Military reservists are now allowed more downtime before they return to their civilian jobs. New legislation passed last week closes a gap left open by federal law, says the bill’s sponsor Rep. Mark Bryant, D-Windham, and lays out guidelines to protect reservists’ rights.

Under federal law, military reservists on weekend training or deployed for up to 30 days have only eight hours to return to work. But after 30 days, they receive from weeks to months of protected leave.

Now the state Legislature has instituted a series of extensions to give Maine’s “weekend warriors” time to return home and get good night’s sleep before they are required to punch the time clock.

Being in the military reserve or National Guard means monthly weekend training sessions and annual weeklong training.

For less than three days, the reservists are now granted a full 24-hours before they must return to their regular jobs. For three to 15 days, they get two days of downtime and, for 15 to 30 days, they get three days.

“We didn’t want to put the employers under any hardship,” Bryant said. “But when you are training, it’s not like it’s a picnic. You’re physically tired afterward.”

These extended rest periods also allow military reservists to spend a little time with their families before returning to work, Bryant said. The new law protects reservists from being fired if they need time to rest. But this law is not a mandate, he adds, and military reservists are welcome to return to work sooner if they so choose.

In addition, the law protects Maine soldiers dispatched to emergency situations here and out of state. This means reservists engaged in disaster relief in places like New Orleans will be granted the same protections. Soldiers are only protected under federal law if the federal government calls for their service.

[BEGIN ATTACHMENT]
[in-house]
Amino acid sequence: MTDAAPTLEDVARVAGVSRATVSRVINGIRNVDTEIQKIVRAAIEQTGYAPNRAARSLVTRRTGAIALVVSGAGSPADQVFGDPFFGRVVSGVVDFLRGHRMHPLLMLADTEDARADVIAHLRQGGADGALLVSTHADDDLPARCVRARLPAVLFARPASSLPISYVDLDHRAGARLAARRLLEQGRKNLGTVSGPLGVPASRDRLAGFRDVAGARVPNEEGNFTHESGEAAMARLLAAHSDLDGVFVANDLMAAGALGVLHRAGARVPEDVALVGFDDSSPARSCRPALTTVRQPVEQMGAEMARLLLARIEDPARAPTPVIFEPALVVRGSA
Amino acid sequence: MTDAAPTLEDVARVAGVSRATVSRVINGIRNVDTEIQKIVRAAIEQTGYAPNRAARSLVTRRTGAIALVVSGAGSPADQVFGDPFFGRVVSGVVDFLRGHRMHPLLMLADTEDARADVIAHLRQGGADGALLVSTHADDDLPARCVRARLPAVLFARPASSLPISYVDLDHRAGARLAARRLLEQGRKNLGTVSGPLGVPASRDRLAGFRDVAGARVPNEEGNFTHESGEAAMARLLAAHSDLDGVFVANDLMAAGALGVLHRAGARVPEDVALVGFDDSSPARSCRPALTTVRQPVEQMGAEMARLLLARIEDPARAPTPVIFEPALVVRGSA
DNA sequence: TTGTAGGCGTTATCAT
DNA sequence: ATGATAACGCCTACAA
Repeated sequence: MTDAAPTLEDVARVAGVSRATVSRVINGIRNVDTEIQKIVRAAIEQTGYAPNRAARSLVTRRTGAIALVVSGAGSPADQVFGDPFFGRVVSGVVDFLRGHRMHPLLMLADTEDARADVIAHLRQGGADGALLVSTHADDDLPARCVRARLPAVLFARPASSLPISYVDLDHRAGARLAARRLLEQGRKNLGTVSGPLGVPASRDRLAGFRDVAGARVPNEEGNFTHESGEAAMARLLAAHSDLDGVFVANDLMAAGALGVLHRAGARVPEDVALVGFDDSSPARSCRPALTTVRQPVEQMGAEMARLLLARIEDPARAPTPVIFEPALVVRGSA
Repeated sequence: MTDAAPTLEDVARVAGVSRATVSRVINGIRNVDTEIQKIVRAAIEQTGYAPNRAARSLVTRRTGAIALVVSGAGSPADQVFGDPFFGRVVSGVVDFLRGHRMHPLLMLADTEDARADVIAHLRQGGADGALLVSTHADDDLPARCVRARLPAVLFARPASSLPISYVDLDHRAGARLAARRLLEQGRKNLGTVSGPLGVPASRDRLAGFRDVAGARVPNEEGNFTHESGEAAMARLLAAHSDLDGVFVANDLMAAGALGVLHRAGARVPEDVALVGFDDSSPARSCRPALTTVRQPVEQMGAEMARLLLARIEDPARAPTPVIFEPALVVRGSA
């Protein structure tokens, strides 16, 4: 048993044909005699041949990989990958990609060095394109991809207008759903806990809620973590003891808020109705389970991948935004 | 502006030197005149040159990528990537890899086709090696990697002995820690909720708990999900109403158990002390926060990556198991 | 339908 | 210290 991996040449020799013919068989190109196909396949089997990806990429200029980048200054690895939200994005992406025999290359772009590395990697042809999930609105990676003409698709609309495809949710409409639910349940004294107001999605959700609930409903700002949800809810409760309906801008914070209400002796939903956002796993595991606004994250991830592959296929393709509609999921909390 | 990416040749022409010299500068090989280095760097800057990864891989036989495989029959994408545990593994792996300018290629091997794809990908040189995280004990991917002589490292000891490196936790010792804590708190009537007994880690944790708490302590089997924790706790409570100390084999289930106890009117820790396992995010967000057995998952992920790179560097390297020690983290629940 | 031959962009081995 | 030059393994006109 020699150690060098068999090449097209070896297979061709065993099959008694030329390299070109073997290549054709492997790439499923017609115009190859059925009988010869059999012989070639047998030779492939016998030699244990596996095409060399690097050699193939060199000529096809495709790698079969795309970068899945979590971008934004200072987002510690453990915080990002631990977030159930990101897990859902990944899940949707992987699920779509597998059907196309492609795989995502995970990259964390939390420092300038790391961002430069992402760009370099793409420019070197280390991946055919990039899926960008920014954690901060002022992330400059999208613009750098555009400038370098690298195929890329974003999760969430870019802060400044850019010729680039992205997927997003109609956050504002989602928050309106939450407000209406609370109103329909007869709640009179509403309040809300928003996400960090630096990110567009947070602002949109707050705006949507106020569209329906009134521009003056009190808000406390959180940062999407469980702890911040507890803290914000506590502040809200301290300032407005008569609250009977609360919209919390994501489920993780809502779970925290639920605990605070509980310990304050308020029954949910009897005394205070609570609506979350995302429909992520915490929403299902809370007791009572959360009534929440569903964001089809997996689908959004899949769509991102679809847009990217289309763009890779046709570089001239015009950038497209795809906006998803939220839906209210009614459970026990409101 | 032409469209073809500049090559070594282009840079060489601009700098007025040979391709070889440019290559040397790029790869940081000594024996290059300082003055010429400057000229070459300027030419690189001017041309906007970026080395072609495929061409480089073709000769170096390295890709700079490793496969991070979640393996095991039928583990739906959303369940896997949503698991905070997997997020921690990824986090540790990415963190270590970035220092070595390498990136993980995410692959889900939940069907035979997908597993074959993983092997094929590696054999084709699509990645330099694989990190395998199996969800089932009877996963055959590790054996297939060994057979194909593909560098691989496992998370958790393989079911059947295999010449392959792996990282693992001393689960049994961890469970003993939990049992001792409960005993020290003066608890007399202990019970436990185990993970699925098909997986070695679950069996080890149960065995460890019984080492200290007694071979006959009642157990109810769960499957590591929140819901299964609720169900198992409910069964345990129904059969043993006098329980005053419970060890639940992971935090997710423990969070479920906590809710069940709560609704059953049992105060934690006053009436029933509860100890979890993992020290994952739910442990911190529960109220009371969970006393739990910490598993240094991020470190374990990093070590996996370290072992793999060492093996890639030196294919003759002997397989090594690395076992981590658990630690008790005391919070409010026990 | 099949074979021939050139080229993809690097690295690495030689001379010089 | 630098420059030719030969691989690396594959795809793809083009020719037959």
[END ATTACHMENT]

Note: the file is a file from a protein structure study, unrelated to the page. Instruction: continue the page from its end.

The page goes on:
Bryant and his brother Sen. Bill Bryant, D-Oxford, co-sponsored the new law, which passed unanimously in the House of Representative and state Senate last week.

Colonel Peter Golding, judge advocate for the Maine National Guard, helped the Bryant brothers shape the bill.

“It’s a very nice ladder approach that gives the returning soldier enough time to get some sleep,” he said.

While the business community welcomed the new law during legislative hearings, Golding believes most reservists will return to their civilian jobs as soon as they can.

One impetus for the bill was the accidental death of Willie Gordon, an Army reservist from New Jersey. In 2000, Gordon was forced to work the late shift upon returning from weekend training. He later fell asleep at the wheel and died in a car crash on his way home after work.

“In Maine, we haven’t seen the need for this legislation yet,” Golding said. “But in other states, there has been the need. This is preventive legislation so this doesn’t become a problem.”


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